Step 3: Attaching the Wheel to the Pulley

The large pulley (40 teeth) needs to be attached to the back wheel. These wheels were chosen specifically because they have 6 holes going around the shaft. It is possible to use this to our advantage.

Six 1/4" holes were drilled 17.5mm away from the center of the large pulley, the 2.5" washer, and the 2.25" washer. I also had to drill a 24mm hole through the center of the pulley in order for the truck to fit through.

Then I put the 1/4" by 2.5" bolts through the pulley, through the 2.5" washer, then the wheel, then the 2.25" washer, then finished it off with the appropriate nuts.

The wheel should still spin freely when put onto the trucks, but now the wheel can be spun with the motor.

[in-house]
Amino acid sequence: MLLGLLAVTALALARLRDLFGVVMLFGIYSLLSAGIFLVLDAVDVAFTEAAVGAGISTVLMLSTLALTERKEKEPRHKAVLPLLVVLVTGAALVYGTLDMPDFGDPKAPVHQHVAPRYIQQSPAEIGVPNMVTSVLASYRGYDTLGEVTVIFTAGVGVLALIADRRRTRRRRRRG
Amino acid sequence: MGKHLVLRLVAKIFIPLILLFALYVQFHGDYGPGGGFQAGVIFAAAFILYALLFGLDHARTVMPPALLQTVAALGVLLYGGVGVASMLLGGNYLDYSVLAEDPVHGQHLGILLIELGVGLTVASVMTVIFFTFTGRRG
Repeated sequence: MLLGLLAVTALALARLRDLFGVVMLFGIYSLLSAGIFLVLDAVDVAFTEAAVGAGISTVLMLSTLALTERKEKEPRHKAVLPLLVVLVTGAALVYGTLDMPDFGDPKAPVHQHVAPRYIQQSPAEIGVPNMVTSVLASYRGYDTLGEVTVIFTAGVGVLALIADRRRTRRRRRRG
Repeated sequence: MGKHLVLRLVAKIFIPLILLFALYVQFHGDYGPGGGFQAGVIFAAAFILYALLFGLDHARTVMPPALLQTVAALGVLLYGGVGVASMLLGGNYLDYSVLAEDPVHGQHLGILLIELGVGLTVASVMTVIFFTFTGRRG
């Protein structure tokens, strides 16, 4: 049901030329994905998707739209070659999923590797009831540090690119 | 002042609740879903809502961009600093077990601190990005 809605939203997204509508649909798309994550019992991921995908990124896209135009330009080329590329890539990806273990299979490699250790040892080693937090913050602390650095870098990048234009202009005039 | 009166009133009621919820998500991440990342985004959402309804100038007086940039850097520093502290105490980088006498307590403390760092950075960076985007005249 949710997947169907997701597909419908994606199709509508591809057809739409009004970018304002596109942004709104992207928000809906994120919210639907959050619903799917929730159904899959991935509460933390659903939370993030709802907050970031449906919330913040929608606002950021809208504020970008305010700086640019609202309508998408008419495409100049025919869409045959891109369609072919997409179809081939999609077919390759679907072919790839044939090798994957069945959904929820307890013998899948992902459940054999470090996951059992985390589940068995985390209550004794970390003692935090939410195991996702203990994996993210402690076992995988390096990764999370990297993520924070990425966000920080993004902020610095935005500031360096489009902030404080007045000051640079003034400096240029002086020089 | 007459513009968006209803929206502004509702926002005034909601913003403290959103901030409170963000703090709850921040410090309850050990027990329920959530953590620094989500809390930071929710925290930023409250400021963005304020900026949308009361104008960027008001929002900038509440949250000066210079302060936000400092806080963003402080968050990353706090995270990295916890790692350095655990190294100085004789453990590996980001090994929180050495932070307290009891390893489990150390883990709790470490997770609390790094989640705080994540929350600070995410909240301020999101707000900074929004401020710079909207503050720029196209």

Step 4: Assembling the Motor and Wheel

Mount the motor with M4 by 12mm bolts (and washers), then mount the smaller pulley onto the motor shaft by tightening the included set screw. There were some problems with the motor skipping inside the pulley so I filed down one side of the motor shaft, then tightened the set screw with some thread-lock.

I pulled the belt over the small pulley, then the large pulley (which was already connected to the wheel). After that, I tightened the truck nut which held the wheel down. Make sure to put the included washers around the wheel!

Step 5: Hooking Up the Electronics

The electronics components were connected according to the diagram above.

The batteries were connected in series (plus to minus) by flipping one of the connectors.

The ESC came with two cables which were used to connect the ESC to the batteries.